At some point, most parents will eventually face this question: “Mom, I don’t want to do this anymore.”
Whether it’s baseball or ballet, piano lessons or chess club, sometimes a kid has just had enough and doesn’t want to participate anymore. Their change of attitude can be for a variety of reasons—some legitimate, some not.
It’s all about context here. In some situations, quitting is the right thing to do. In other situations, you might need to push your kid a little to keep at it.
So how do you know? As a parent, how do you walk through this situation with your kid? Do you make them “stick it out” and possibly avoid the “quitter” label, or do you let them walk away?
When to Quit
If your middle schooler has been participating in the activity for a while and they’ve suddenly started to show a lack of interest, then it’s understandable if they want to give it a rest.
From a parent’s point of view, that might feel frustrating. You might think, We’ve spent all this time and money on travel baseball and now you’re done?
But from their point of view, they might be dealing with burnout, or they might want to try something new. Or maybe they’ve hit a ceiling and are finding it harder to keep up with the other kids from a competitive standpoint. Whatever the reason, pushing them to stay involved in something they’ve emotionally checked out of will probably only make the situation worse.
That said, timing does matter. If your kid is part of a team, it’s important for them to understand that leaving the team mid-season might affect the team and coaches overall.
It’s worth it, prior to each season or new activity, to have an honest discussion with your kid if they want to continue. Then, if their attitude changes mid-stream, encourage them to finish what they started and then feel free to hang up the baseball cleats or guitar pick when the season or series of lessons is over. Also, if it’s just a bad situation—like bullying or over-the-top or inept coaching—then it might also be time to move on.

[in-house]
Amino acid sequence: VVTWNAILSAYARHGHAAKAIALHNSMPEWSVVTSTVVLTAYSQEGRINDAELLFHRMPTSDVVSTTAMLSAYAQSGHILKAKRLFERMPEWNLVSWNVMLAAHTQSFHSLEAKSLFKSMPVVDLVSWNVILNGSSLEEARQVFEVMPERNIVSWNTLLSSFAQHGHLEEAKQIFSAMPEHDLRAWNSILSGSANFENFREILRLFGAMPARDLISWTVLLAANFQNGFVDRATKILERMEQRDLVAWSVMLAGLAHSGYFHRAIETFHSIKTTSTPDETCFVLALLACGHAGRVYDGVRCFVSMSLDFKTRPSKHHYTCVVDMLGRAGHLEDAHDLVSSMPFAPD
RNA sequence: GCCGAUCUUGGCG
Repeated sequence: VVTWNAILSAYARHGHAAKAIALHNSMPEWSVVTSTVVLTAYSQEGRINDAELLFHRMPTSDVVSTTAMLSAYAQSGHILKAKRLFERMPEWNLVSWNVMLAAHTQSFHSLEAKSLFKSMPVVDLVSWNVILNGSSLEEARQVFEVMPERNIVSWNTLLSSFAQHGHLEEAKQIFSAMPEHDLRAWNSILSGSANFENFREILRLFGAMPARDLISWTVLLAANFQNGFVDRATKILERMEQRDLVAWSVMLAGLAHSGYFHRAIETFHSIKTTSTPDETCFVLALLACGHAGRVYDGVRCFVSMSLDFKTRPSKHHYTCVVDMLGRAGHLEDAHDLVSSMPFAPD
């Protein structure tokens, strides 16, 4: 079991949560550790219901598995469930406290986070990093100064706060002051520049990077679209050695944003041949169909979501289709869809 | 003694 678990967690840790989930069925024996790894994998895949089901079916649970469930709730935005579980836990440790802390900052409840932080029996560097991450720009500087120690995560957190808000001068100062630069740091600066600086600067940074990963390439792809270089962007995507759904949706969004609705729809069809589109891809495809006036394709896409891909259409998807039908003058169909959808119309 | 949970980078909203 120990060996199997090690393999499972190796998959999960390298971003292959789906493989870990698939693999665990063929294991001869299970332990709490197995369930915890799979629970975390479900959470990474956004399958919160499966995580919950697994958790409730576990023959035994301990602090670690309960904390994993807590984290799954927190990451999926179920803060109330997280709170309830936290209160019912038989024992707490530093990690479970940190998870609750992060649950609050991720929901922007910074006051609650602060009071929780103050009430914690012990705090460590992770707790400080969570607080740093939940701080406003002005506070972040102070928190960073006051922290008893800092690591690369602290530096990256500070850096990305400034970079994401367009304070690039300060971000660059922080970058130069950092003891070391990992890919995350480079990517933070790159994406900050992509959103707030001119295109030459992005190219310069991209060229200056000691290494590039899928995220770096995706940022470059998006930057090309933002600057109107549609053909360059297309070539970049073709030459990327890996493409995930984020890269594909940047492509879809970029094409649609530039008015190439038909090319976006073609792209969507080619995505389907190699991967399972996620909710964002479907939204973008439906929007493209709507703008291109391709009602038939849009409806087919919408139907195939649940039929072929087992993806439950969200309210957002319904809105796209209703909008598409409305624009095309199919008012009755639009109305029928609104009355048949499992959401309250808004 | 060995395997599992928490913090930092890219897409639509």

When to Stick it Out
Depending on your kid’s personality, starting something new might seem incredibly intimidating for all sorts of reasons. They might have to meet new people or put themselves out there in a way they haven’t had to before.
Then after that first practice or lesson, when they hit the first bump in the road and realize this isn’t as easy as they thought, they might want to duck and run—to get out of this as fast as they can.
That’s when you really have to encourage them to keep at it. Quitting something they just started can eventually become a norm—and that’s something they will carry with them later in life.
So that’s why it’s so important for you, as the parent, to dig into the real reason they want to quit. Are they scared to fail? Do they feel like they just aren’t good at the activity? What is driving the sudden change of attitude?
Sit down and have an honest conversation. List the pros and cons of quitting and really try and help them push through those early days. It’s likely, after just a few more lessons or practices, they’ll start to improve and gain confidence.
Remind them that even Michael Jordan was cut from his high school basketball team. Okay, bad example. The point is—we all have to start from somewhere. And the point at which we start looks a lot different, from a talent and results perspective, then where we are mid-journey. Practice doesn’t make perfect, but it definitely makes better.
So, whether or not your kid should quit really depends on their specific situation. Sometimes, they have every reason to step away. Other times, quitting isn’t the best decision and could negatively affect them down the road.
As a parent, the best thing you can do is walk with them through the situation to make the best possible decision that will benefit them the most now and in the long run.